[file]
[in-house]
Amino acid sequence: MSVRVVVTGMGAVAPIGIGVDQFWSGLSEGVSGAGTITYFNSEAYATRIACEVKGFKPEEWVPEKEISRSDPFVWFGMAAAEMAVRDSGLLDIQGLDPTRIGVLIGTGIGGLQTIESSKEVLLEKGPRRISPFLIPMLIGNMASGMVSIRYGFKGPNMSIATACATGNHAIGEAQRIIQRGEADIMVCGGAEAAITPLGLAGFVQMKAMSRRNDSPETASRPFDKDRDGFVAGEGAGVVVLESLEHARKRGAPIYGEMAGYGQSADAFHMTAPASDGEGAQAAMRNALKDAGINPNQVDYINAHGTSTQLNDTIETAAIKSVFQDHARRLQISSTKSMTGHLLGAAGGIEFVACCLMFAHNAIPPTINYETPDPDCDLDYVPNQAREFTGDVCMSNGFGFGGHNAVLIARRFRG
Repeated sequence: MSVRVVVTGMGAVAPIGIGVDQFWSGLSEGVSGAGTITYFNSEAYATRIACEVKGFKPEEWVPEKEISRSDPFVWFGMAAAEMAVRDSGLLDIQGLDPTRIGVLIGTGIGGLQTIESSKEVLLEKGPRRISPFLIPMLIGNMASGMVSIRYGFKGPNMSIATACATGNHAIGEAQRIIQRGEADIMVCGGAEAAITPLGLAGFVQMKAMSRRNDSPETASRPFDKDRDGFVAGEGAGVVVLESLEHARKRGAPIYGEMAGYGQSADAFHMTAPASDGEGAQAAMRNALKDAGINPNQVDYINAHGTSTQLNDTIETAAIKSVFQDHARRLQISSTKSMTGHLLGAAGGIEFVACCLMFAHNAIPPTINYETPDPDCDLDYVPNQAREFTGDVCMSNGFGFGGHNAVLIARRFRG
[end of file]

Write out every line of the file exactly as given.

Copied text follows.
[in-house]
Amino acid sequence: MSVRVVVTGMGAVAPIGIGVDQFWSGLSEGVSGAGTITYFNSEAYATRIACEVKGFKPEEWVPEKEISRSDPFVWFGMAAAEMAVRDSGLLDIQGLDPTRIGVLIGTGIGGLQTIESSKEVLLEKGPRRISPFLIPMLIGNMASGMVSIRYGFKGPNMSIATACATGNHAIGEAQRIIQRGEADIMVCGGAEAAITPLGLAGFVQMKAMSRRNDSPETASRPFDKDRDGFVAGEGAGVVVLESLEHARKRGAPIYGEMAGYGQSADAFHMTAPASDGEGAQAAMRNALKDAGINPNQVDYINAHGTSTQLNDTIETAAIKSVFQDHARRLQISSTKSMTGHLLGAAGGIEFVACCLMFAHNAIPPTINYETPDPDCDLDYVPNQAREFTGDVCMSNGFGFGGHNAVLIARRFRG
Repeated sequence: MSVRVVVTGMGAVAPIGIGVDQFWSGLSEGVSGAGTITYFNSEAYATRIACEVKGFKPEEWVPEKEISRSDPFVWFGMAAAEMAVRDSGLLDIQGLDPTRIGVLIGTGIGGLQTIESSKEVLLEKGPRRISPFLIPMLIGNMASGMVSIRYGFKGPNMSIATACATGNHAIGEAQRIIQRGEADIMVCGGAEAAITPLGLAGFVQMKAMSRRNDSPETASRPFDKDRDGFVAGEGAGVVVLESLEHARKRGAPIYGEMAGYGQSADAFHMTAPASDGEGAQAAMRNALKDAGINPNQVDYINAHGTSTQLNDTIETAAIKSVFQDHARRLQISSTKSMTGHLLGAAGGIEFVACCLMFAHNAIPPTINYETPDPDCDLDYVPNQAREFTGDVCMSNGFGFGGHNAVLIARRFRG